Wype reimagines the future of bottom care

Eco-friendly organic gel displaces wet wipes for a better clean without the extra waste. No butts about it.

Keith Loria, Contributing Writer

May 2, 2024

5 Min Read

Wype is changing bottom care for the better. The eco-friendly, certified-organic gel can be applied to regular toilet paper to boost its cleansing power. The formula contains aloe vera, chamomile, coconut and additional botanicals to clean gently and leave the skin soothed and moisturized.

The company was founded by Italian-born Giorgia Granata, who had established a successful career in fashion and luxury goods but, while working at Versace, found she was losing interest in her trade.

“Making exclusive products for an exclusive brand allows [you] to work with top-notch professionals and artisans,” Granata says. “But at the same time, the final product is only enjoyed by very few. And the fashion industry, especially seven-plus years ago, was a beacon for promoting consumerism, unhealthy beauty standards, murky labor practices and pollution.”

So, she made the decision to change careers and pursued an MBA from London Business School. While studying in her new country, there was one preoccupation that immediately started bothering her: “As an Italian, I had always been accustomed to having a bidet,” Granata says. “The absence of this essential portion of my self-care routine was leaving me uncomfortable and wondering how to resolve the situation in a rented flat, far from home.”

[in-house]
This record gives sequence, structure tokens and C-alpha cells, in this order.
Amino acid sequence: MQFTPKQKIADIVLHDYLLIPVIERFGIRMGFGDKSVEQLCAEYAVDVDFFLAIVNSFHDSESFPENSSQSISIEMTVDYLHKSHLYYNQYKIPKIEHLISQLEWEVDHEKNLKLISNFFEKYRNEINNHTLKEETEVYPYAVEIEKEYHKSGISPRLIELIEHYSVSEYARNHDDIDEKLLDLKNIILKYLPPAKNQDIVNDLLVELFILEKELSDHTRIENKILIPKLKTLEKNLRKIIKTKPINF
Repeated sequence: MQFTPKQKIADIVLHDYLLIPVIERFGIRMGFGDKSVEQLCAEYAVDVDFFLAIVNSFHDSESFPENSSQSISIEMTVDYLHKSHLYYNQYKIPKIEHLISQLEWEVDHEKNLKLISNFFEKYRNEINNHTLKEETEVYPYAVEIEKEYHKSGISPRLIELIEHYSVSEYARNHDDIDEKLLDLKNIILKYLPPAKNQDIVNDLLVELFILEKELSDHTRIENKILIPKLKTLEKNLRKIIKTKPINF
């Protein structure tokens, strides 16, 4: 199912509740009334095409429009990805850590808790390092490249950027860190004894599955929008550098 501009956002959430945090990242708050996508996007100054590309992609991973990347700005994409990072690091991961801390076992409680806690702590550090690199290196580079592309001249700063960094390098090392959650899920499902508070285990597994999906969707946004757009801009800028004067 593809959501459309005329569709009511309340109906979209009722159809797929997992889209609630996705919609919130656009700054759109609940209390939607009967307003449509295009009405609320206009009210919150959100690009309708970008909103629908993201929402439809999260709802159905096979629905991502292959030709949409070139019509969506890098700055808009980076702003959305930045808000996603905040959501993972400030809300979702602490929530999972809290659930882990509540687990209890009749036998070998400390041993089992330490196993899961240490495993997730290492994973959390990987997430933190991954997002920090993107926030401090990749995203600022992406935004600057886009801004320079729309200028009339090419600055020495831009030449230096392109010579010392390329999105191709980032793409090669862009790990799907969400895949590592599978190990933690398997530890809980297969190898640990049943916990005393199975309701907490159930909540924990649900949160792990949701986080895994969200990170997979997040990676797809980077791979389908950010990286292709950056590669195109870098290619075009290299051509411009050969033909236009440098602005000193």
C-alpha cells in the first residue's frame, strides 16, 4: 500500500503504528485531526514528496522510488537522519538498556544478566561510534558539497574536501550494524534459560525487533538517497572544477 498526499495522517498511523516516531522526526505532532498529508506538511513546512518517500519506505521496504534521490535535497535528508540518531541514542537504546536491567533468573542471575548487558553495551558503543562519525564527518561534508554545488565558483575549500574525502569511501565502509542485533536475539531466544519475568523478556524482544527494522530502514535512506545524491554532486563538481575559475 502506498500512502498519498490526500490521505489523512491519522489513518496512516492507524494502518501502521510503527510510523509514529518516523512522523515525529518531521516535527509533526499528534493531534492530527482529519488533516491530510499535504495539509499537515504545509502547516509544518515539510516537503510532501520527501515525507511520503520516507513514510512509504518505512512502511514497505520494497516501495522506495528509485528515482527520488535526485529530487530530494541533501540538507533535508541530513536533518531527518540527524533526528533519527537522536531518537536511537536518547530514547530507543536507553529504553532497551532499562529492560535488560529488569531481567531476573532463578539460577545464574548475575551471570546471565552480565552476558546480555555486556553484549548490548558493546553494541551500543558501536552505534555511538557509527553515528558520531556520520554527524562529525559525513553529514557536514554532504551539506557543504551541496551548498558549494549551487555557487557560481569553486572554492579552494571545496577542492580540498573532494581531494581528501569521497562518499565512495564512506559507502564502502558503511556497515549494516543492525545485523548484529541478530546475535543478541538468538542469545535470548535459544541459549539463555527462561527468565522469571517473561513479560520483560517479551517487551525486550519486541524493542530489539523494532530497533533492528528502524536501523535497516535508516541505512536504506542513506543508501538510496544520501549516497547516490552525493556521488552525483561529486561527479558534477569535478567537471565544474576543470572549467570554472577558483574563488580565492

That’s when a lifechanging lightbulb moment occurred. This was late 2019.

To solve this issue, “I thought there would be no better way than to apply the skills I had picked up throughout my degree, to research the international intimate hygiene market and see if there were any interesting patterns and a potential market opportunity,” Granata says. “I set out to create an eco-friendly intimate hygiene brand that would be able to fit seamlessly into a ritual as old as time, while also improving it.”


A sustainable mindset

What Granata learned from her research is that while many cultures use water in various formats to freshen up, toilet paper–favoring countries had turned to wet wipes. In the UK alone, wet wipes were causing 300,000 yearly sewer blockages and costing the water industry hundreds of millions of dollars in damages to sewers and pipelines. And yet, the toilet wipe category is booming, with legacy brands evolving their offerings and newcomers showing impressive growth.